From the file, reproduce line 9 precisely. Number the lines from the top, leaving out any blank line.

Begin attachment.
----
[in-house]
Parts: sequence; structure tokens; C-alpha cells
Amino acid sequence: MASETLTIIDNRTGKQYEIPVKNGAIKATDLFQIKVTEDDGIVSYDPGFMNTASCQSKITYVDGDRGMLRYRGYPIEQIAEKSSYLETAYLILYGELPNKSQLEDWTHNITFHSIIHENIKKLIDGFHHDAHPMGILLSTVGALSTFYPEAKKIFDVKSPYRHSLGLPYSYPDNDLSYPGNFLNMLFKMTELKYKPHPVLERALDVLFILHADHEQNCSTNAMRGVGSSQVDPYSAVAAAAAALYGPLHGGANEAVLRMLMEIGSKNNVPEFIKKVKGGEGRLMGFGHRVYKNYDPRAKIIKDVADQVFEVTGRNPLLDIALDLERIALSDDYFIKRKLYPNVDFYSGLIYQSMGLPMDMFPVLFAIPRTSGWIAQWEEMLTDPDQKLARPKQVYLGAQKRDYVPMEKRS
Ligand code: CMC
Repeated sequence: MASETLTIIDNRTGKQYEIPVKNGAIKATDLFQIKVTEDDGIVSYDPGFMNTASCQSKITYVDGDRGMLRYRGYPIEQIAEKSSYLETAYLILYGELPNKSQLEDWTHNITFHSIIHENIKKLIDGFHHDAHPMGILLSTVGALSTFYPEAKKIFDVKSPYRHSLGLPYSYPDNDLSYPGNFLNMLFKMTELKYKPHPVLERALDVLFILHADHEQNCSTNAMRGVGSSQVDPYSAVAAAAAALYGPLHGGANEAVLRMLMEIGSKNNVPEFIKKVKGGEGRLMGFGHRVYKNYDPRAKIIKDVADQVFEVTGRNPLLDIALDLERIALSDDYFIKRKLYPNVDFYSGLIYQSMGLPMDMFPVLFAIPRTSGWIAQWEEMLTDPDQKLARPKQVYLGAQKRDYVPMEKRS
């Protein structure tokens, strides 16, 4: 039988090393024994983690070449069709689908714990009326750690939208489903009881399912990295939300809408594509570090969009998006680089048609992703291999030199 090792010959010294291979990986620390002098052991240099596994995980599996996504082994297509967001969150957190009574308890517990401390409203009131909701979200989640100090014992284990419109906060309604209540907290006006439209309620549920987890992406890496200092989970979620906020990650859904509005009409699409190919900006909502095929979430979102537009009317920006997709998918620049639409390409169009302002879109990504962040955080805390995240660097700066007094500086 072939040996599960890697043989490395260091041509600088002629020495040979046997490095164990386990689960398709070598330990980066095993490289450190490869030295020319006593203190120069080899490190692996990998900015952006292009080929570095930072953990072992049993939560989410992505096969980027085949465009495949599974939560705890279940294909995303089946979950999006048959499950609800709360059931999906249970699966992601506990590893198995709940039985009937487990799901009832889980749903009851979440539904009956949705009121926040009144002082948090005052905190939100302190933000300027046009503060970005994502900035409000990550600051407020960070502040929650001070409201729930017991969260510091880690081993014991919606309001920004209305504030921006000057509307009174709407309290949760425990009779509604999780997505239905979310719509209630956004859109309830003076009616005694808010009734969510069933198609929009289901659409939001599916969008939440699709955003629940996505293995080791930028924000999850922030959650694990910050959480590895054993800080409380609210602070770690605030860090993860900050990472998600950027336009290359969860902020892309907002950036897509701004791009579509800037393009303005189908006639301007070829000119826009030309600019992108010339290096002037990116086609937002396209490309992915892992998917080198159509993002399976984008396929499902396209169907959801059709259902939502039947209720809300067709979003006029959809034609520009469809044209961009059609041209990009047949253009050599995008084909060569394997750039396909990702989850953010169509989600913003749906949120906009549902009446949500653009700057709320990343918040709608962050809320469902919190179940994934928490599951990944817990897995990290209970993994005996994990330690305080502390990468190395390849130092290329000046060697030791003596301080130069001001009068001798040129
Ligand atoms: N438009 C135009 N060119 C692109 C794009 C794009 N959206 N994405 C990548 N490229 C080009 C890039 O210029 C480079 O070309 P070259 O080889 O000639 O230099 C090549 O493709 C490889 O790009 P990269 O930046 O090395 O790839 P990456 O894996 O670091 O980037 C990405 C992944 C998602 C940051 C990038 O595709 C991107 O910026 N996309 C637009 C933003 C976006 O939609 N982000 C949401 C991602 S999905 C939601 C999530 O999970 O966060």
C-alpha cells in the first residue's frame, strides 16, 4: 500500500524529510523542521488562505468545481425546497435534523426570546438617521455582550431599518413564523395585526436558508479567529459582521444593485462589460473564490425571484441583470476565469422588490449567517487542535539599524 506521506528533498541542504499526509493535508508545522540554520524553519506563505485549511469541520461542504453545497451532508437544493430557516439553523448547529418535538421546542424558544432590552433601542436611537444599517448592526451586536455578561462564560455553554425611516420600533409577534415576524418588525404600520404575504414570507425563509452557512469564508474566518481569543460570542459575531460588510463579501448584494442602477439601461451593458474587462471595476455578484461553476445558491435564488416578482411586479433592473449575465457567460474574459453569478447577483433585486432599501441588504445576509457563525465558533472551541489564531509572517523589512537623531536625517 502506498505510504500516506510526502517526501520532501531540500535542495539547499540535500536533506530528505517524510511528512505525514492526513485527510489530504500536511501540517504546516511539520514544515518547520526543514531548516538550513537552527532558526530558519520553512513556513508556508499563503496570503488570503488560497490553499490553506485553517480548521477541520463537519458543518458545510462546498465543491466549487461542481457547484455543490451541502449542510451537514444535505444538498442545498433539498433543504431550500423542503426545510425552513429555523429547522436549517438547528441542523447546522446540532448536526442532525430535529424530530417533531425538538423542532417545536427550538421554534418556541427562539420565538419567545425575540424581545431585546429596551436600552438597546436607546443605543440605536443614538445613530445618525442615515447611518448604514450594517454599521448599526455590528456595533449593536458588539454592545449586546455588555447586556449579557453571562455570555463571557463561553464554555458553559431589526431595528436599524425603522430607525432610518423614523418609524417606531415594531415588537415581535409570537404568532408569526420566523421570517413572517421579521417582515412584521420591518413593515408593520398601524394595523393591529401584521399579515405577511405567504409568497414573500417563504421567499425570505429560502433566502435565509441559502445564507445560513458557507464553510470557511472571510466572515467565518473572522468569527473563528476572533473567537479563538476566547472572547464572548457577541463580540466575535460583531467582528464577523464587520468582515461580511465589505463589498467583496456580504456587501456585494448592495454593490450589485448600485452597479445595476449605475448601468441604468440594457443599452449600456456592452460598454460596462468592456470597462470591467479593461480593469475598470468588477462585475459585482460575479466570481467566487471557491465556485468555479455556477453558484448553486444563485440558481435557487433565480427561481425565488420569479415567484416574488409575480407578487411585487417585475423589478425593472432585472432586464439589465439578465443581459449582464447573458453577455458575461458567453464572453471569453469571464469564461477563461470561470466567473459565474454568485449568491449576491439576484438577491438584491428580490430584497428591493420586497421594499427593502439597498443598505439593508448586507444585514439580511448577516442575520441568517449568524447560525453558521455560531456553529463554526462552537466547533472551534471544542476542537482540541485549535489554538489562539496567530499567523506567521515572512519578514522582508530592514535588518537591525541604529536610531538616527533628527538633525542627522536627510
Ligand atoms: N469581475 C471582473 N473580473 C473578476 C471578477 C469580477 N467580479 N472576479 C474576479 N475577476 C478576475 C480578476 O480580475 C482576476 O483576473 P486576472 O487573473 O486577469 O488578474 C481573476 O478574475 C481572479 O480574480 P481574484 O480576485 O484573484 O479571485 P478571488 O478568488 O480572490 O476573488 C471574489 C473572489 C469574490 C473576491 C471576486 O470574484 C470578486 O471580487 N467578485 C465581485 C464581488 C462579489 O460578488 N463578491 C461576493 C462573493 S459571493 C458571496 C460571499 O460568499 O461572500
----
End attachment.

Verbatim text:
Ligand atoms: N469581475 C471582473 N473580473 C473578476 C471578477 C469580477 N467580479 N472576479 C474576479 N475577476 C478576475 C480578476 O480580475 C482576476 O483576473 P486576472 O487573473 O486577469 O488578474 C481573476 O478574475 C481572479 O480574480 P481574484 O480576485 O484573484 O479571485 P478571488 O478568488 O480572490 O476573488 C471574489 C473572489 C469574490 C473576491 C471576486 O470574484 C470578486 O471580487 N467578485 C465581485 C464581488 C462579489 O460578488 N463578491 C461576493 C462573493 S459571493 C458571496 C460571499 O460568499 O461572500